Robots and artificial intelligence are not the end of work
Artificial intelligence is emerging as the linchpin of global wealth
Robots filling orders for Amazon and apps planning business trips hardly spell the end of work, but if we are not careful, those could foreshadow Chinese dominance of the global economy.
Alarmists remember elevator operators and bowling alley pin-setters and warn that artificial intelligence is now replacing knowledge workers — for example, insurance adjusters and financial advisers. They fear society will divide between those owning the intellectual property and the indolent masses dependent on government handouts.
More compelling is the example of the farmer.
Since ancient civilizations domesticated grains, humans have planted and harvested. Through the horse harness, plow and steel-edged sickle, then modern tractors, tillers and harvesters, and most recently hybrid and genetically-modified seeds, farmers have become relentlessly more productive.
We still have farmers — just fewer who feed more people.
Machines and the knowledge embedded in them really do three things: replace hands and muscle in repetitive and backbreaking tasks; enhance our senses of hearing, sight and feel; and most recently through computers, process billions of bits of information to identify patterns, compare those to databases and run scenarios — if I do this, what options are eliminated and new ones created — to predict behavior or replicate the work of the human mind.
The latter is artificial intelligence. It permits marketers to build algorithms that quickly place ads for products we find attractive on our computer screens. Aided by cell-phone apps and high-resolution cameras, it permits dermatologists and oncologists to more quickly diagnose skin cancers and with patients’ medical histories, prescribe the most effective treatments.
Computer programs are only as good as the information and algorithms we put into them. And only as effective as past experiences and case histories can predict future outcomes — ask any economist how risky that is.
People’s preferences change for all kinds of reasons — if Sally marries Sam or has a child, vacation destinations often change. Environments, organisms and diseases constantly evolve.
AI won’t replace doctors, but it will permit them to treat more patients more effectively and at lower costs. And somehow, I don’t think people are quite ready to leave life and death decisions to an iPhone app.
Similarly, I hardly believe most folks will be willing to put a 6 year-old into a driverless car or school bus on a snowy, dark January morning. More likely, one driver will control several vehicles from a dispatch center and send assistance quickly if a problem emerges.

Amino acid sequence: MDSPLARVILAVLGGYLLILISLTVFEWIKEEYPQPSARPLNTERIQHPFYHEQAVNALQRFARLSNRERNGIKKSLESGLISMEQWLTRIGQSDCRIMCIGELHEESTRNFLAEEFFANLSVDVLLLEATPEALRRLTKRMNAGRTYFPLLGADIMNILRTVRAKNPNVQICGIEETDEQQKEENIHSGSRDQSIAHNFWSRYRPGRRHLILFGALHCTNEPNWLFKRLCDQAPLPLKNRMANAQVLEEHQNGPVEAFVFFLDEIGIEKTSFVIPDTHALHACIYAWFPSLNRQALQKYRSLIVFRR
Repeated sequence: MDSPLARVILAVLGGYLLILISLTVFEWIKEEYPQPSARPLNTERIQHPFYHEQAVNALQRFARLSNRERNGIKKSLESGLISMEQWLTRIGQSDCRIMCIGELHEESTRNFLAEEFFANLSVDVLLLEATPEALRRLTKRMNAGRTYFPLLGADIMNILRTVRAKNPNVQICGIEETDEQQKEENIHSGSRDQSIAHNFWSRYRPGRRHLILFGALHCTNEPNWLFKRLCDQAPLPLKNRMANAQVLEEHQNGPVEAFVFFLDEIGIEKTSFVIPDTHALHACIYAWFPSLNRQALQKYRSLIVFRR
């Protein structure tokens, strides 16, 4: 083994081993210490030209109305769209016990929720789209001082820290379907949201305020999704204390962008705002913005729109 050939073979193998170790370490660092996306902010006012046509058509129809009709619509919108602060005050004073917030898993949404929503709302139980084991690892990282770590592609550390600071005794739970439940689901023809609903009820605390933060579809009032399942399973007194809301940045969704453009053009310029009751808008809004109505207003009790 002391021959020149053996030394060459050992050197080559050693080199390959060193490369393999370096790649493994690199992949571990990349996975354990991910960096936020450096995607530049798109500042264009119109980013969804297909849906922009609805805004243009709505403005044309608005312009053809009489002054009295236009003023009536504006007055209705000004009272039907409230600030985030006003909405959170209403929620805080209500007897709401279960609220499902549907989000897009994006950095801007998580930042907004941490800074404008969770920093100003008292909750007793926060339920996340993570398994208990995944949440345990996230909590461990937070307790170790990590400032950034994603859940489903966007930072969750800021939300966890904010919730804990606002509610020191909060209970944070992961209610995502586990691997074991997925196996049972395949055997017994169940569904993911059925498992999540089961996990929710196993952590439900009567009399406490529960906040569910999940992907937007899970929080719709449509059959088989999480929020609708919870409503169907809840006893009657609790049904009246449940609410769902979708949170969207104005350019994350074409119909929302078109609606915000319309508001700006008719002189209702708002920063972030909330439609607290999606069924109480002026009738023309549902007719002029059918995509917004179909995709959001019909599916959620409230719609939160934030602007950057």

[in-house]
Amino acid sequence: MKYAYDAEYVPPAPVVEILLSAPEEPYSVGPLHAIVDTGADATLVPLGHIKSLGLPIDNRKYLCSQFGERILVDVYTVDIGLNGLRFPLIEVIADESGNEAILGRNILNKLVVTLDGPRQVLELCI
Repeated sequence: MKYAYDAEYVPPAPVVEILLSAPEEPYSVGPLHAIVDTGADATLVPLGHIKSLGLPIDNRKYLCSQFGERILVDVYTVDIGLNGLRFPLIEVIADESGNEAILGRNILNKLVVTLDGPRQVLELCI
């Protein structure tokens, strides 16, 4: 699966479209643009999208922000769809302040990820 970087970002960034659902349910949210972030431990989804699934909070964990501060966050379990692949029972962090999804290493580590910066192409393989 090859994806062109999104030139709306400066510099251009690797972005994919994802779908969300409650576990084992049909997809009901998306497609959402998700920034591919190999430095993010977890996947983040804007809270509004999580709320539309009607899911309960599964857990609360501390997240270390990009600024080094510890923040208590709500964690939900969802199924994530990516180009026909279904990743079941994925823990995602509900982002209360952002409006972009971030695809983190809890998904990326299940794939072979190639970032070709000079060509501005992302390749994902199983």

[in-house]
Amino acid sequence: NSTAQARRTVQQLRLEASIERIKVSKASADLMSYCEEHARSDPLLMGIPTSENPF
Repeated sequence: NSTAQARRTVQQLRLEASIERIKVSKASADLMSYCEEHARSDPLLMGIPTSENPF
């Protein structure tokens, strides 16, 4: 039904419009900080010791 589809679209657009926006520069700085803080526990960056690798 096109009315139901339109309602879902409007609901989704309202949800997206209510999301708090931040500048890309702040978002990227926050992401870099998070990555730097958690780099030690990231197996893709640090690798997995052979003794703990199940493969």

Historically, as machines and the software embedded in them have made people in specific occupations more productive, economies grow more quickly. People in legacy occupations make more stuff and displaced workers — or their children — move to occupations servicing and designing the new machines and other industries altogether.
The mechanization of agriculture freed workers to move to factories in cities and in turn, improvements in mass production enabled the growth of the service sector — everything from dry cleaners to movie theaters.
The real problem is that each round of innovation eliminates work in semi-skilled occupations and creates more opportunities for workers with highly complex blue collar skills — robot maintenance — or the design skills we associate with college degrees in fields like engineering, architecture and medicine.
America’s problem is that we are embracing these changes too slowly — witness the declining pace of productivity growth and the shortage of skilled workers to bring manufacturing back to America.
Business taxes and regulations are too burdensome, and as most of our high-tech startups mature, they take production jobs offshore. And we are not effectively educating young people for the next generation of work.
Most high school students are illprepared either to enter demanding vocational or apprenticeship programs or enroll in college curriculum for engineering and the like.
The response of technology leaders like Tesla’s Elon Musk is to call for the government regulation of AI — essentially put a break on progress — or Facebook’s Mark Zuckerberg is to just surrender — forsake the notion of every adult having a job and guarantee every American a government funded annual income.
We had better be careful.
China’s leadership correctly sees AI as emerging the linchpin of global wealth. It is investing to dominate field by 2030 and hardly tells its young people the world owes them a living.
The real problem is that each round of innovation eliminates work in semiskilled occupations and creates more opportunities for workers with highly complex blue collar skills — robot maintenance— or the design skills we associate with college degrees in fields like engineering, architecture and medicine.